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2013 NFL Draft - Houston Texans

CollegeFootballNews.com
Posted Apr 28, 2013


Houston Texans - AFC South, 2013 Draft Selections & Prospects

Houston Texans

2013 NFL Draft Team Analysis - AFC
EAST Buffalo | Miami | New England | NY Jets
WEST Denver | Kansas City |  Oakland | San Diego
NORTH Baltimore | Cincinnati  Cleveland | Pittsburgh
SOUTH Houston | Indy | Jacksonville | Tennessee

2013 NFL Draft Team Analysis - NFC
EAST Dallas | NY Giants | Philadelphia | Washington
WEST Arizona | San Francisco | Seattle | St. Louis
NORTH Chicago | Detroit | Green Bay | Minnesota
SOUTH Atlanta | Carolina | New Orleans | Tampa Bay    
 
- 2012 Houston Draft Breakdown
- 2011 Houston Draft Breakdown
- 2010 Houston Draft Breakdown  

FIRST ROUND

WR DeAndre Hopkins, Clemson
(Jr.) 6-1, 214
Overall Pick No. 27 CFN Position Rank: 2

CFN Analysis: Forget about the hotel stuff at the Combine – he’s fine. The Texans desperately needed a gamebreaking playmaker to step in for an injured DeVier Posey and to help out Andre Johnson, and he could rise up and be the heir apparent to No. 80 with a little bit of time. He knows how to handle himself in single coverage, and he’ll see plenty of it early on.

Everyone came to see Sammy Watkins in 2012, but it was Hopkins who stole the show, highlighted by a scintillating performance in the win over LSU in the Chick-fil-A Bowl catching 13 passes for 191 yards and two touchdowns. The 4.5 speed is fine, but nothing special, but he’s a strong route runner and is tough as nails when he has to go across the middle. As good as he was, there’s still plenty of upside and potential as he’s just scratching the surface. Coaches will love him because he can block, and quarterbacks will adore him because he’ll catch anything thrown his way. He looks and plays like a No. 1 receiver, but he’s not and he needs a good, dangerous receiver on the other side to help take the attention away. He’ll do all the grunt work needed to make a play.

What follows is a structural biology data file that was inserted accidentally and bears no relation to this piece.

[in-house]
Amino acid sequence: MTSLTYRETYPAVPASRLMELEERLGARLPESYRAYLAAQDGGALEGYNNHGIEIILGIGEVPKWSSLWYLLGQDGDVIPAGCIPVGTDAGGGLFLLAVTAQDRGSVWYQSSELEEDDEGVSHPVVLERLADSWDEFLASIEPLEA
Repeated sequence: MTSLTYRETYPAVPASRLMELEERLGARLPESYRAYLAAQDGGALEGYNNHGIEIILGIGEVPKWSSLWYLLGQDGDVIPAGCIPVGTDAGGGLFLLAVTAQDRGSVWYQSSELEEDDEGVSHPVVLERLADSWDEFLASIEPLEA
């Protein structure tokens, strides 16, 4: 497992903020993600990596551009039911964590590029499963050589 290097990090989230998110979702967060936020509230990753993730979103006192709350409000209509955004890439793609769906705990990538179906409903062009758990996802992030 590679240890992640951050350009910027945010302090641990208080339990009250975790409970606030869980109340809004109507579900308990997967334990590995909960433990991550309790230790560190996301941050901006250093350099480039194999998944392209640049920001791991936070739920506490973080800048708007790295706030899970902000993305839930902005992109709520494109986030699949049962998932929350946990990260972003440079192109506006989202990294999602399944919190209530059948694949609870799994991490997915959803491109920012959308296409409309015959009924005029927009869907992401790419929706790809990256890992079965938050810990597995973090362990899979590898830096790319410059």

CFN Projection: Second Round

SECOND ROUND

FS D.J. Swearinger, South Carolina 5-11, 208
Overall Pick No. 57 CFN Position Rank: 5
Very smart, very sound and very savvy, he battled through the SEC wars and was a standout on a team full of standout defenders. A huge hitter, he packs a wallop who seems to love getting physical and blasting away to make a point. Not just tough, he’s quick both on the field and in workouts, and he makes up for his lack of bulk with outstanding athleticism. Size will be a factor as he’s too small and not thick enough, and with no room to get any bigger. He can’t freelance a the next level and he needs to be able to keep his emotions and fire in check, but he’ll be productive starter who’ll rile everyone up – including the opponent – with way too much chatter. He knows what he can do, and he wants everyone else to know, too.
CFN Projection: Second Round

THIRD ROUND

OT Brennan Williams, North Carolina 6-5, 318
Overall Pick No. 89 CFN Position Rank: 13
One of the better run blockers among the top tackle prospects, he’s a massive hitter who gets after his blocks and makes sure his man is shoved out of the way. There’s no problem with his want-to and his drive with a full-tilt motor and terrific attitude. While he can be worked out on either side, he’s a right tackle only without the quickness to become a full-time left tackle and doesn’t necessarily have the right demeanor to kill people as a guard. There’s a world of talent here, and he’ll be a favorite among the media as a long-time, solid-but-unspectacular pro.